We aimed at investigating the risk of SARS-CoV-2 dissemination among HCWs caring for COVID-19–affected children in a tertiary-care hospital.

A prospective observational study was conducted (March 23 to August 23, 2020) at the Referral Center for Pediatric COVID-19 in the Campania region, the most populous region in Southern Italy, accounting for ∼5 million inhabitants. The unit consists of 5 inpatient beds and an area dedicated to triage of suspected children. The health care staff consists of 2 senior pediatric infectious disease specialists, 6 fellows (mainly involved in triage and support activities), 12 nurses, a head nurse, a pharmacist, and a cleaning man. All HCWs were exclusively dedicated to the care of children with suspected or confirmed SARS-CoV-2 infection during the study period.

Anonymized data were obtained from the hospital monitoring of HCWs working in COVID-19 units after approval of the institution’s health department. All HCWs involved in the study signed a written informed consent.

The ward is organized in 2 distinct sections: a contaminated area dedicated to patient’s care and another clean area dedicated to HCWs activities. Health care personnel were specifically trained, and anyone wore PPE during their stay in the ward, according to the indication reported in Table 1.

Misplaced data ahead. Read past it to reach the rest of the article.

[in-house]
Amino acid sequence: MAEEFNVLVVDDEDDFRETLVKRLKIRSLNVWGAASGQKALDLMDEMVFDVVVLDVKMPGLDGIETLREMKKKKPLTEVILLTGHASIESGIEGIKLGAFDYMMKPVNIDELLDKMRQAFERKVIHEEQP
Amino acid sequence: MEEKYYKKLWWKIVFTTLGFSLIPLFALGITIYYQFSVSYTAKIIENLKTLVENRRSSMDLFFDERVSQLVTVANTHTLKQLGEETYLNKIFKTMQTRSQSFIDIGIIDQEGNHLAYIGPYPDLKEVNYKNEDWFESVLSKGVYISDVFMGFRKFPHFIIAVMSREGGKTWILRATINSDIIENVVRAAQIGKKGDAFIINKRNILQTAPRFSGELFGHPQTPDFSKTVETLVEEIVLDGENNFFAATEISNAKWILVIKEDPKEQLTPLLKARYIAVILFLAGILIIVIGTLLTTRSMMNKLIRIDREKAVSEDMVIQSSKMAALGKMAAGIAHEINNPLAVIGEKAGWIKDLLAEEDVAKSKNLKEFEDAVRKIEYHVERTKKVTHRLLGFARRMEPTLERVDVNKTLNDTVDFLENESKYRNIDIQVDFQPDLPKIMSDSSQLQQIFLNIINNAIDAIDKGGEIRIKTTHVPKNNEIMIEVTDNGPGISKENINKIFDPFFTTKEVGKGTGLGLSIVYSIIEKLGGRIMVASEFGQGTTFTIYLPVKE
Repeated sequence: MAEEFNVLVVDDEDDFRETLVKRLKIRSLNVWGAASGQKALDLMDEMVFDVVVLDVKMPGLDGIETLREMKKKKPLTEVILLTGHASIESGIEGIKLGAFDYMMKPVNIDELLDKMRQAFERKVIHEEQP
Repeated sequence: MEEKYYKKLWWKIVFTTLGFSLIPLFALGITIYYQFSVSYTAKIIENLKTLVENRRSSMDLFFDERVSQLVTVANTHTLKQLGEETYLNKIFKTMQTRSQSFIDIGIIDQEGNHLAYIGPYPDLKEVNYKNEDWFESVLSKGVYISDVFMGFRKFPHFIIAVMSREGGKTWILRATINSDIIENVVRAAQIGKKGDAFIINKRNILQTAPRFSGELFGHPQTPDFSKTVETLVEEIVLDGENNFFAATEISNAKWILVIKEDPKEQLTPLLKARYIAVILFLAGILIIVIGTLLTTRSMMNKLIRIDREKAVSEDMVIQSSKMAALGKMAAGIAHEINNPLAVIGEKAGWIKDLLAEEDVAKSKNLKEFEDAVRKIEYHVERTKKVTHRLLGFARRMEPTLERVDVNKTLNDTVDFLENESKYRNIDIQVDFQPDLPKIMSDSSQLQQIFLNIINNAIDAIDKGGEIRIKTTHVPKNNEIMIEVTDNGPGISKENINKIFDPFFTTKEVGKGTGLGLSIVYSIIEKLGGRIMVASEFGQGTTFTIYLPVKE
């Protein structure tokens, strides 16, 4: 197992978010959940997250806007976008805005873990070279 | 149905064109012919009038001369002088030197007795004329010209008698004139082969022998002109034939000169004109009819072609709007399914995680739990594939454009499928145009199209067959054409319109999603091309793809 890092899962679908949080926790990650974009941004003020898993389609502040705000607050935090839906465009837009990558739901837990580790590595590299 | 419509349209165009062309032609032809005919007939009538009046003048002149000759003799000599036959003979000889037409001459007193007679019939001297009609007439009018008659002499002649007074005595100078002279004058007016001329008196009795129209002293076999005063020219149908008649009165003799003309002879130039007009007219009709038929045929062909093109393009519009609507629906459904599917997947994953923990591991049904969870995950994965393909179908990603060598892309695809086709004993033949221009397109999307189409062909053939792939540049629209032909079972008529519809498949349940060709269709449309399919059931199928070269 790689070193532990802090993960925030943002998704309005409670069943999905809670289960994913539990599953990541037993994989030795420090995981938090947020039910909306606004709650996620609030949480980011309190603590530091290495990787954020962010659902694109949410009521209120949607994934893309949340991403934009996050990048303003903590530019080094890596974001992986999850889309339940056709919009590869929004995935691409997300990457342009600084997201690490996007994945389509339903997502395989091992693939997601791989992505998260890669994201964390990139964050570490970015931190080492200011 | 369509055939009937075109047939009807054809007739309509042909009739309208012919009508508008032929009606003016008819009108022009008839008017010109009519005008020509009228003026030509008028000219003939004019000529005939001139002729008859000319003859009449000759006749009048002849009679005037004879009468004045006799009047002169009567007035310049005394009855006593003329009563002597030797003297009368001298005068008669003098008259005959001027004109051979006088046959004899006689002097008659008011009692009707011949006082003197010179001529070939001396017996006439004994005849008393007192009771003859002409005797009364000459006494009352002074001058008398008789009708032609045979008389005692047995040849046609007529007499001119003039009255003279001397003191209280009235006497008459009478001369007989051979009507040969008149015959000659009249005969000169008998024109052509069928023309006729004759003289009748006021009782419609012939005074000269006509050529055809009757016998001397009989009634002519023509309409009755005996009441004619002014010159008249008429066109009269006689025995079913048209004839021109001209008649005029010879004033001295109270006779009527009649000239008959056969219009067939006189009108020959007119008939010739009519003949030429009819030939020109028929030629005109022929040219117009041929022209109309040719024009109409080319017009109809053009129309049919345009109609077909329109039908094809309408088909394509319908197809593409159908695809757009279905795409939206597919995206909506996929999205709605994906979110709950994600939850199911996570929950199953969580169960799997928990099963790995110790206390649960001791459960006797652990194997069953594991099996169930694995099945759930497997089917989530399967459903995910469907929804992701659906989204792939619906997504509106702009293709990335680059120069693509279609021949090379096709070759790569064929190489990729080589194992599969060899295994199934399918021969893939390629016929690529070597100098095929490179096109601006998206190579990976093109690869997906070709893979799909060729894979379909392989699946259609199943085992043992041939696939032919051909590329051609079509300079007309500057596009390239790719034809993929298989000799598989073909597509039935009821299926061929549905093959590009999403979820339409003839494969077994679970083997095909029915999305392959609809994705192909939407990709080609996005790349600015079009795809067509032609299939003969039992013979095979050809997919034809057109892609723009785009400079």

TABLE 1

Pediatric COVID-19 Unit Structure, Organization, and Prevention Measures

Contaminated AreaClean Area
Health care facilities 5 single rooms with anteroom (no negative pressure) Meeting room 
 Triage area Storage room 
 Undressing area Dressing room 
 Nurse station Nurse Station 
PPE Respirator: FFP2a respirator or FFP3a during invasive or aerosol-inducing proceduresb Surgical mask 
 Goggles and face shield Disposable gloves 
 Hair net  
 Double disposable gloves  
 Waterproof gown  
 Leg cover boots (not waterproof)  
Additional precautionary measures Remote communication (walkie-talkie or mobile phones) Social distancingc 
 Dedicated medical devices in each patient’s room (ie, stethoscope, pulse oximeter, or otoscope)  
 Patients (if tolerated) and caregivers wearing mask  
 Single caregiver for each patient  
Contaminated AreaClean Area
Health care facilities 5 single rooms with anteroom (no negative pressure) Meeting room 
 Triage area Storage room 
 Undressing area Dressing room 
 Nurse station Nurse Station